The Department of Health and Social Care’s Annual Report shows that it wasted an eye-watering £9.9 billion on PPE in the financial year 2020-2021.
The figure, which the Good Law Project notes is more than it would have cost to give every NHS nurse a 100 percent pay rise for that year, includes:
- £673m on PPE ‘not suitable for any use’,
- £2.6bn on PPE ‘not suitable for use in the NHS’,
- £4.7bn wasted on inflated prices for unneeded PPE, and
- £750 million on equipment which will pass its expiry date before it can be used.
The Department of Health and Social Care (DHSC) also admitted that use of the infamous ‘VIP Lane’ led to an increased risk of fraud. This follows a recent High Court ruling which found that the specialised service for some PPE deals was in breach of the obligation of equal treatment.
£1.3bn of the money spent on Covid-19 contracts was found by the public sector’s auditor-in-chief to be ‘irregular’, as it was spent without the ‘necessary HM Treasury approvals or in express breach of conditions set by HM Treasury’.
Taxpayers’ money goes up in flames
The failures in the department’s procurement service have left the Government paying millions just to store unneeded items, which will eventually have to be recycled or even incinerated.
An FOI response published by the Good Law Project shows that, between April 2020 and August 2021, the Government spent £677.6 million storing excess PPE. Even now, the cost to the taxpayer is £500,000 per day.
As East Anglia Bylines has previously reported, much of this excess kit is seemingly sitting in our region, with containers piled high at Ipswich, Mendlesham and Melton, and possibly Felixstowe. Even if these stacks of containers do hold PPE that meets the required standards, much is no longer usable. The DHSC says that some of the PPE will have to be recycled, while other items will have to be burnt.
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Hancock in hot water
As Health Secretary for much of the pandemic, West Suffolk MP Matt Hancock has been at the centre of these allegations. In February 2021, Hancock was found to have acted unlawfully by not revealing details of contracts signed in the early stages of the pandemic. Under his leadership, DHSC failed to publish the details of a number of contracts within 30 days of them being signed.
East Anglia Bylines has previously reported on the £40m contract handed to Alex Bourne, Matt Hancock’s pub landlord. Bourne, who denied being a friend of Hancock, insisted that the contract was won legitimately — even though his company, Hinpack, had no experience of producing medical supplies. Its main business was producing paper cups and pizza boxes.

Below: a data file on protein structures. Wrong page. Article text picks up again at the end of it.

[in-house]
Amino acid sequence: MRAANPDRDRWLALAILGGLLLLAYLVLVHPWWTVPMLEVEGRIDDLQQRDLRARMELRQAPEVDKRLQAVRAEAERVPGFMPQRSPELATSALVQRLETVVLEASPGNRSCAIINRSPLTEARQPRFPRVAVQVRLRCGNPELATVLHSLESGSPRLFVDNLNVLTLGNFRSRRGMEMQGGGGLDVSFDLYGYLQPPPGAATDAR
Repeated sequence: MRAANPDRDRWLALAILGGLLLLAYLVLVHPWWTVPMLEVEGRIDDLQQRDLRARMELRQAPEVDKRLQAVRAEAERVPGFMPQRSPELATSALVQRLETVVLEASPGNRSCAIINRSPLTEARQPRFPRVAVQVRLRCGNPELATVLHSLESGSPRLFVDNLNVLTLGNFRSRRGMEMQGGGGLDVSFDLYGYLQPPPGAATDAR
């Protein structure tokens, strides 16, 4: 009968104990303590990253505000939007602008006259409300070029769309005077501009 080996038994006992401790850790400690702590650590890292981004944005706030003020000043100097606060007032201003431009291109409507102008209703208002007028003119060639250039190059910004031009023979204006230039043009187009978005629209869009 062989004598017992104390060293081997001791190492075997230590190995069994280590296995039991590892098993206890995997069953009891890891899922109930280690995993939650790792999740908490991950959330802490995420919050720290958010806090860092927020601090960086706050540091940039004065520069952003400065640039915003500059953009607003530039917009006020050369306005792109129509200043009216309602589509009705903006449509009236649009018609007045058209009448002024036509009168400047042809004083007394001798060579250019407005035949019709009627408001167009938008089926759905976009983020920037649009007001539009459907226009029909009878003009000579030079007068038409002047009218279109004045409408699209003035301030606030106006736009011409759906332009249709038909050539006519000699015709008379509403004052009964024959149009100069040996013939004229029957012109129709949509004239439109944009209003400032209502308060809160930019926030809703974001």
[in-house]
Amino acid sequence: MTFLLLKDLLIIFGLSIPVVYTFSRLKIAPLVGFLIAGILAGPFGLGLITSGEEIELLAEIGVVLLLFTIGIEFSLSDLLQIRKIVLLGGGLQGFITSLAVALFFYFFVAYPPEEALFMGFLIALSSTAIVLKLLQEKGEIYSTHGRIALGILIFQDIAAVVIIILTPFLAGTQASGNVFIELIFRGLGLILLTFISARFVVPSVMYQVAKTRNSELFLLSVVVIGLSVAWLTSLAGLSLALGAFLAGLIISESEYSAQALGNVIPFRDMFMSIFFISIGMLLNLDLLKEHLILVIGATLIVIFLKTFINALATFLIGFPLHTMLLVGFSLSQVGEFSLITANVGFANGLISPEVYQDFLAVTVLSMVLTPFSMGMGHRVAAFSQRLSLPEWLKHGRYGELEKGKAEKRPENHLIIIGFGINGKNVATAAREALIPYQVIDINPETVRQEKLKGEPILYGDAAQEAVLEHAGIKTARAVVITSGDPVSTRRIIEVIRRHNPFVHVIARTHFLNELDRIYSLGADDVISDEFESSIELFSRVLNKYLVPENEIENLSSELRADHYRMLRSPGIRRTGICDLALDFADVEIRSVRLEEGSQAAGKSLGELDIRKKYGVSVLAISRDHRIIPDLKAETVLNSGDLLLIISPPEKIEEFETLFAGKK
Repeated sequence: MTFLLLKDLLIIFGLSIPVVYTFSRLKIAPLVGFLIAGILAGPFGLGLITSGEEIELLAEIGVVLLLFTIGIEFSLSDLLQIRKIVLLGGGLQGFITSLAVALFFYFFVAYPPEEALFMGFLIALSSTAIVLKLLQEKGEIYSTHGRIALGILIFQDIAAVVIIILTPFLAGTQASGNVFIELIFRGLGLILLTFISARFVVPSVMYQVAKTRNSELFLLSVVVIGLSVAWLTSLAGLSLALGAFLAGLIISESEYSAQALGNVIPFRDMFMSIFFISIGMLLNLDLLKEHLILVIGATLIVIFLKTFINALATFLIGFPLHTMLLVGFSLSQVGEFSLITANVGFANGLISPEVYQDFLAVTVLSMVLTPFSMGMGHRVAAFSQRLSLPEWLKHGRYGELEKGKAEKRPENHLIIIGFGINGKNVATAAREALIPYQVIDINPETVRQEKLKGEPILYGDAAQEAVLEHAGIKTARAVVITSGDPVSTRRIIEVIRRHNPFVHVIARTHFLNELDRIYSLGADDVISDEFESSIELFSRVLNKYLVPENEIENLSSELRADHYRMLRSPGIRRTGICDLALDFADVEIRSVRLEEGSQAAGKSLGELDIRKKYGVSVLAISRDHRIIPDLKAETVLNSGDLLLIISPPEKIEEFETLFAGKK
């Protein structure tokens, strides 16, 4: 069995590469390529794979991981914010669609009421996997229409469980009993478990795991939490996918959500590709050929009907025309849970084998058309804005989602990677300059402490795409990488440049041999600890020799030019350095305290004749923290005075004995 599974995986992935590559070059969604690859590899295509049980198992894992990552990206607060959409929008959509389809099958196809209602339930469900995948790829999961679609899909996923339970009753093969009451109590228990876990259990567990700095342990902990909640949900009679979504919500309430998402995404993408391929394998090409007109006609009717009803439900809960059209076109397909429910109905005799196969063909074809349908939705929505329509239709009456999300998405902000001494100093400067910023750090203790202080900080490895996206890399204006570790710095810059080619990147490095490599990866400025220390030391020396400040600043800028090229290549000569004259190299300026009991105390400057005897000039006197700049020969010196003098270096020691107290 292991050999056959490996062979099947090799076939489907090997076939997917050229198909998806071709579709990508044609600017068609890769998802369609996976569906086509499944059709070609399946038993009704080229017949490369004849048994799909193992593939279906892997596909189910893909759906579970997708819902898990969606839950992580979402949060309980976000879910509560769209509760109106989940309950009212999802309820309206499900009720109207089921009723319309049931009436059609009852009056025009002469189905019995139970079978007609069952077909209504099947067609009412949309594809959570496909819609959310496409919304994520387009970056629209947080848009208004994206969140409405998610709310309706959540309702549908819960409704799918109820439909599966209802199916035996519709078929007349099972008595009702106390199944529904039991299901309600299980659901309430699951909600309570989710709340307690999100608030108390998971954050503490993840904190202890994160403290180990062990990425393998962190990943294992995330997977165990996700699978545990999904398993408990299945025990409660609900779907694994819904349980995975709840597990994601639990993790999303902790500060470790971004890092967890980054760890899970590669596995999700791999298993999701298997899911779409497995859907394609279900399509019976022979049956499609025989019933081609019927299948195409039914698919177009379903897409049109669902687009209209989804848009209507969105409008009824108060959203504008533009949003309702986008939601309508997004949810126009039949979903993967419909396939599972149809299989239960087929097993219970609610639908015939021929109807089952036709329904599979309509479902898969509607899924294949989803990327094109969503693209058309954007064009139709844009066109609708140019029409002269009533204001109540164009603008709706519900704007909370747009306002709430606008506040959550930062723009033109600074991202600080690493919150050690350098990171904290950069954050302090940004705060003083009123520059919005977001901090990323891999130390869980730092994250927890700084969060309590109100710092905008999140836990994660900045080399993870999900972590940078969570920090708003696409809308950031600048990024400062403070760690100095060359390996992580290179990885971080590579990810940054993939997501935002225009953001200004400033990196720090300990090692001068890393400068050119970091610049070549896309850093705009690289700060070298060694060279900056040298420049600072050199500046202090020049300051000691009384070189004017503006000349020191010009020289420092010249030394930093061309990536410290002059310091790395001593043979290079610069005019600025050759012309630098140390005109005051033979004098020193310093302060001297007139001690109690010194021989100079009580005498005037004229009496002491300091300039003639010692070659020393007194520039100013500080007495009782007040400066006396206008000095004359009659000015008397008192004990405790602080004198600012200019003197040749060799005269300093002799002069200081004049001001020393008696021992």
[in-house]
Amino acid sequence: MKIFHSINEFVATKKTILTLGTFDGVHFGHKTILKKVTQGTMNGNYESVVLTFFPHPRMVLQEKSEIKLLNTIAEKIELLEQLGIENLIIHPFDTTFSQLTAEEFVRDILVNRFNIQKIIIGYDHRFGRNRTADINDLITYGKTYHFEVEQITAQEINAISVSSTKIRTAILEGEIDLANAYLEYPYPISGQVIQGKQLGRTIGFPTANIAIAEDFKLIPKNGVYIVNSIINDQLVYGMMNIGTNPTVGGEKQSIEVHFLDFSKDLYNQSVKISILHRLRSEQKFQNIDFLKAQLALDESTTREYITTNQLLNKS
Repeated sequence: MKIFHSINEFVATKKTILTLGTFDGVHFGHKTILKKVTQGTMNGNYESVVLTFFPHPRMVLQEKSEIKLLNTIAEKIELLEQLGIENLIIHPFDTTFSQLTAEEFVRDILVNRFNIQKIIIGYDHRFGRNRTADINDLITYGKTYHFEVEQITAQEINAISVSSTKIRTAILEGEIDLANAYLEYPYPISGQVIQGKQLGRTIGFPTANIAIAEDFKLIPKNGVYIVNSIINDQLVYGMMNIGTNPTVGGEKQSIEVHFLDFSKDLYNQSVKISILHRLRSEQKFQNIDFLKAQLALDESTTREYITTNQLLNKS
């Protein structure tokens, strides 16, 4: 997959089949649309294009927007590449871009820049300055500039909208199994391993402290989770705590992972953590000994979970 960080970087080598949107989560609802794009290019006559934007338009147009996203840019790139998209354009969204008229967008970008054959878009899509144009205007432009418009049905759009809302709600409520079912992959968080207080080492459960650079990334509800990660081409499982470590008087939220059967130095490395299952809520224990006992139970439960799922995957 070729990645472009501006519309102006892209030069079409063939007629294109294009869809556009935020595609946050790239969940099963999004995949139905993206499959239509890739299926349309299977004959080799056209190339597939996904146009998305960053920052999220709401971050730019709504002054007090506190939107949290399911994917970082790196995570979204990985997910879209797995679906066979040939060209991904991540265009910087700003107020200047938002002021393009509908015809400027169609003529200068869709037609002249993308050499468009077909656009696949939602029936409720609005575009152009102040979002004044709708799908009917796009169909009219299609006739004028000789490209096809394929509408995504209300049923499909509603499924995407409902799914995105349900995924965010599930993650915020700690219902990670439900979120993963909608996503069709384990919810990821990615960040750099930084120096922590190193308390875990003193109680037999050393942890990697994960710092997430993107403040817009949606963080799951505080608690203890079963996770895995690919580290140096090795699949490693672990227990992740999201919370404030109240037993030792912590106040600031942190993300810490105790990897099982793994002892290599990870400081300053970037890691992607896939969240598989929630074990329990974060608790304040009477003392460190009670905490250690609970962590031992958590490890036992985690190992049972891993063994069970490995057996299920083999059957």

Hancock was also found to have broken the ministerial code in May 2021, by failing to declare an interest in Topwood Ltd. In 2019, the waste-shredding company, run by his sister and mother, and in which Hancock himself has a 20 percent stake, won an NHS Wales contract worth £150,000.
In May 2021, the Good Law Project reported that Priti Patel, Home Secretary and MP for Witham, lobbied on behalf of a company called Pharmaceuticals Direct Limited (PDL), for Conservative Councillor Samir Jassal and Surbjit Shergill, Head of Sales at PDL.
Matt Hancock had said that the KN95 face masks offered by PDL were ‘Chinese standards’ and that UK officials had concluded they were ‘not suitable for use in the NHS’.
So, Patel tried another avenue, writing to then-Cabinet Secretary Michael Gove on 3 May 2020. Although Patel acknowledged in her letter that the Government seemingly no longer required PDL’s KN95 face masks, she was concerned that this exposed the company to ‘considerable financial risks and pressures’. She asked Gove to ‘review this matter urgently.’
On 15 May, Patel wrote a letter to Shergill, saying that she had drawn to the Cabinet Office’s attention ‘your email and the products you can source.’ On 21 May, PDL signed a £28.8m contract for 60 million face masks.
But there was more to come – in June, PDL received an even larger contract, this time for £102.6m. According to lawyers for Matt Hancock, Mr Shergill emailed the DHSC with a quotation of £102.6m for 20 million FFP3 face masks on 26 June 2020 – £5.13 per mask. An email from the Cabinet Office shows that, at the time, they were paying on average £2.69 per mask. But, just four days later, a recommendation was tabled to approve the purchase.
A spokesman for Priti Patel said: “The Home Secretary rightly followed up representations made to her about the vital supply of PPE. During a time of national crisis failure to do so would have been a dereliction of duty. Ministers have no involvement in the procurement process.”